- Fluor announced the appointment of a new CEO yesterday, the third chief executive to head the Irving, Texas-based firm in two years.
- David E. Constable, a member of the Fluor board of directors, will take over on Jan. 1, succeeding Carlos Hernandez, who will retire as CEO and a member of the board at the end of the year, the company said in a statement.
- From 1982 to 2011, Constable held various leadership roles within the global engineering and construction firm — most recently as group president of operations — before returning as a board member in 2019. From 2011 to 2016, he served as CEO of South African energy and chemical company Sasol Ltd.
The appointment follows a "comprehensive external search," said Alan Boeckmann, executive chairman of the board, who added that Constable was chosen for his "deep insight to Fluor and an outside perspective from his prior experience as CEO of Sasol."
"His successful history of leading integrated global operations with a focus on effective risk management makes him ideally positioned to lead Fluor," Boeckmann said in the statement.
Constable will take the helm after a rocky period in the company. A Securities and Exchange Commission investigation into the firm's past accounting and financial reporting delayed the filing of Fluor's 2019 and 2020 financial statements and in May, the company announced that it received a Justice Department subpoena seeking documents relating to charges reported by the company during the second quarter of 2019.
In addition, a special committee of independent members of the board of directors also reviewed past financial information and is sharing its findings with federal investigators. The SEC review is still ongoing.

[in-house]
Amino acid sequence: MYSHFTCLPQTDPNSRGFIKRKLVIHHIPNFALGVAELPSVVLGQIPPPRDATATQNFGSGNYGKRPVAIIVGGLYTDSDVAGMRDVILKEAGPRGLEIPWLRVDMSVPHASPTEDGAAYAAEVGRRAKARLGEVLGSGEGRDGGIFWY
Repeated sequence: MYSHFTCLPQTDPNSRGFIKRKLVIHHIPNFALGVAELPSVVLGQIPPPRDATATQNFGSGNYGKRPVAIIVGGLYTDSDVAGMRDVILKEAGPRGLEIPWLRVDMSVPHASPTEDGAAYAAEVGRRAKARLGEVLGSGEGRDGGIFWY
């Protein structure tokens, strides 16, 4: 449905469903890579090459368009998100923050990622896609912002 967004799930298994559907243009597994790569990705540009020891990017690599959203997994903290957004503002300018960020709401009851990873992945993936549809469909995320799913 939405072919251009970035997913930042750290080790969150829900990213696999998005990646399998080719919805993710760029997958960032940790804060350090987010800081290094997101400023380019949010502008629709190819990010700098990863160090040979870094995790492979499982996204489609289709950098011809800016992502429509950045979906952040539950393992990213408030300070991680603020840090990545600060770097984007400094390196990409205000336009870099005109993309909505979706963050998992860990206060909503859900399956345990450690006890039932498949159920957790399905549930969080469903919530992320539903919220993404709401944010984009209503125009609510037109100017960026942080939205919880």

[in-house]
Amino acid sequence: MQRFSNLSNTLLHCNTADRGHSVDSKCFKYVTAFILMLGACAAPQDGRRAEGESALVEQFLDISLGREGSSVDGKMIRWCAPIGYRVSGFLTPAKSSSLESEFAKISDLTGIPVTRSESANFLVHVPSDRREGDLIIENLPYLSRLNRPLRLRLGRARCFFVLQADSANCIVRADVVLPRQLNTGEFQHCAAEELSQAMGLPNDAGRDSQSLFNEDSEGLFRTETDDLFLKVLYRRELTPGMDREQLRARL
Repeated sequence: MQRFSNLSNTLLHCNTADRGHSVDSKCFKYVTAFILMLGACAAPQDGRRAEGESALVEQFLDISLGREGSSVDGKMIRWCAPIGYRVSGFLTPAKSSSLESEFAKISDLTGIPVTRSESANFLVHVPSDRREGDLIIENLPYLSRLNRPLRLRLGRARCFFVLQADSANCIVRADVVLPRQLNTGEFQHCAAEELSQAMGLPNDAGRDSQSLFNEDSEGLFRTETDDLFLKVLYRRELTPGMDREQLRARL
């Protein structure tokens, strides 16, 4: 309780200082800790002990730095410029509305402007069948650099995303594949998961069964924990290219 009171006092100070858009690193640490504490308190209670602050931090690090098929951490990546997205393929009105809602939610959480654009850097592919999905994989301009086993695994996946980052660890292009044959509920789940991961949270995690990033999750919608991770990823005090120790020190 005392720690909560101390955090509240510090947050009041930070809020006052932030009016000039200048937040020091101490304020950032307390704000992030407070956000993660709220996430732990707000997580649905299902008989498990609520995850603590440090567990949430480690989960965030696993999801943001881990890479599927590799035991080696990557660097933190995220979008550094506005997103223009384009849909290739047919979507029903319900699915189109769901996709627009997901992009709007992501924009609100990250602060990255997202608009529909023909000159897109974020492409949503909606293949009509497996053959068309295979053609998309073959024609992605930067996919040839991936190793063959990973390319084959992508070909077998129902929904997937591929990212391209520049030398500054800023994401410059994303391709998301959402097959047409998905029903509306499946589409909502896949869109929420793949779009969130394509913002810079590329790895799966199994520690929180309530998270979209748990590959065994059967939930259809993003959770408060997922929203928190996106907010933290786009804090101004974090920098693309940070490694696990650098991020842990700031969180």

Then in September, Fluor announced that is had suspended its guidance for 2020, due to "a significant shift in end markets in 2020 driven by volatility in commodity prices and the global disruption from the COVID-19 pandemic."
Hernandez, formerly Fluor's chief legal officer, took over as CEO in May 2019 after David Seaton abruptly resigned on the same day the company reported a net loss of $58 million for the first quarter of 2019.
In announcing Constable's appointment, Boeckmann lauded Hernandez for overseeing the company's recent strategic review, lowering its portfolio risk and strengthening its balance sheet.
“As a result, Fluor is on the right track,” Boeckmann said.
Other public construction firms have announce major leadership changes in recent months. In June, AECOM announced that CFO W. Troy Rudd would take over as CEO, assuming the role from Michael S. Burke, who announced plans to retire last fall.
And in September, Granite Construction announced that chief operations officer Kyle T. Larkin had been named as the company's president and principal executive officer, succeeding James H. Roberts, who also retired.